Edmonton Police highlight case of missing Indigenous woman in river valley search

Police use annual search to raise awareness about missing Indigenous woman case of Jeannine Ermineskin, 38.


Edmonton police used its annual search of the North Saskatchewan River to bring attention to a Jeannine Ermineskin, a missing Indigenous woman in the city. Ermineskin has been missing since January 2022.

“We have continued to actively search for Jeannine, throughout the year here, so today is another step, or another portion in that investigation to search for Jeannine, and we are asking for the public’s help to raise the profile in that investigation once again,” says Inspector Brent Dahlseide with the Edmonton police.

Ermineskin is described as an Indigenous female who stands 5’8” with blue eyes, long blond hair, and thin build.

Jeannine Ermineskin, 38 was last seen in Jan. 22

She was 38 at the time of her disappearance, and was last seen wearing a black jacket, black pants, and a red and white scarf. She was last seen on Jan. 6, 2022, and is known to frequent the downtown core in Edmonton.

“We’ve continued to look actively for Janine throughout the year here. So today is another step in that investigation to try to locate Jeannine. And we’re asking for the public’s help to raise that profile of that investigation again,” says Dahlseide.

Police and volunteers search Edmonton river valley

Edmonton Fire search and rescue backing up boat into river for annual search

The Edmonton Police Service, joined with volunteer searchers and members of the fire department performed a search of the North Saskatchewan River valley this Wednesday.

The search, called Project Mobilize, has been ongoing for ten years and Edmonton Fire Rescue, Parkland search and rescue join along with the Canadian Search Dog Association and the Edmonton Regional Search Dog Association.

“The whole search itself is to locate any known or unknown remains found in the river here. So these might be missing persons that we’ve got reported to us as well as any that were unreported,” says Dahlseide.

The search usually takes place in the fall when the river levels are at their lowest. The searchers move in a grid pattern to avoid covering the same area.

“The search covers a 75 km region, including the river banks and the wooded areas along the river,” says Dahlseide.

Park rangers are also on site and use drones to cover the search area and assist with the physical land search.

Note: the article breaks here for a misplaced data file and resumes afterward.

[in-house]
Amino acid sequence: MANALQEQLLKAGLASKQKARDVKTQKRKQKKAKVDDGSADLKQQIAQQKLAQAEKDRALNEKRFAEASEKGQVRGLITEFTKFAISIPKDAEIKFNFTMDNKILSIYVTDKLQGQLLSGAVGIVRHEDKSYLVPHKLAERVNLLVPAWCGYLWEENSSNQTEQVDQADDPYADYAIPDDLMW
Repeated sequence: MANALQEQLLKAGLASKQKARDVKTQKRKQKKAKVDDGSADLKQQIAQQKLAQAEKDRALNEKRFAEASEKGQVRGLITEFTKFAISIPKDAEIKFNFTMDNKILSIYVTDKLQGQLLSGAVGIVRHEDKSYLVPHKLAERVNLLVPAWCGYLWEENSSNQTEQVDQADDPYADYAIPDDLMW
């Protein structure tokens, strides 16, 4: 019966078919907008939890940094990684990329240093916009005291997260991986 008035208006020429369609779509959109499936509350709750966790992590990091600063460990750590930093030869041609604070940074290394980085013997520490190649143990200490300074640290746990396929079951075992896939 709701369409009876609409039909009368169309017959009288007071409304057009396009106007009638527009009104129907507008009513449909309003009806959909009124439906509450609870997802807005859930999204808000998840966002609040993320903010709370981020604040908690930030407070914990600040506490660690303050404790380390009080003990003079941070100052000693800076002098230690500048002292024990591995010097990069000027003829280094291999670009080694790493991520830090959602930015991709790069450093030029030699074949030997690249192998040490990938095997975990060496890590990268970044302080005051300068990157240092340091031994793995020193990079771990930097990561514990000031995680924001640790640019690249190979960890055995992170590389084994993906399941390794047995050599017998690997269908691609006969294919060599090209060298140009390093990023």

Search is an important step in missing persons investigations

Lucy Swain has volunteered for the search for four years

“The North Saskatchewan is a major river that flows through many communities, and unfortunately, that does mean that human remains are recovered from the river and its environs each year,” says Sgt. Rebecca Wright, with the EPS Missing Persons Unit.

“While we never want to rule out any outcomes, we do have to consider the possibility that a missing person may be deceased,” says Wright. “Unfortunately, searching for remains is one of the investigative tasks we have to complete.”

Lucy Swain, one of the volunteers out searching says she has participated for four years in this search and rescue effort. She is motivated to come out a search to support the families of missing people.

“It is 100 per cent for the families, just to help bring closure and some answers to then,” says Swain.

Anyone with information about Jeannine Ermineskin or any missing person is asked to contact the EPS at 780-423-4567 or #377 from a mobile phone. Anonymous information can also be submitted to Crime Stoppers at 1-800-222-8477 or online at www.p3tips.com/250.

 

Online journalist / Edmonton

Danielle is a Métis writer, journalist, editor, educator, and podcaster who lives in Treaty 6 (Edmonton, Alberta). She has written for both local and international audiences. You can read (or hear) her work at Canadaland, Chatelaine, Toronto Star (Edmonton), Gig City, BUSTLE, Canadian True Crime Podcast, The Sprawl and now APTN News. Danielle covers politics, arts and culture, and Indigenous Issues.

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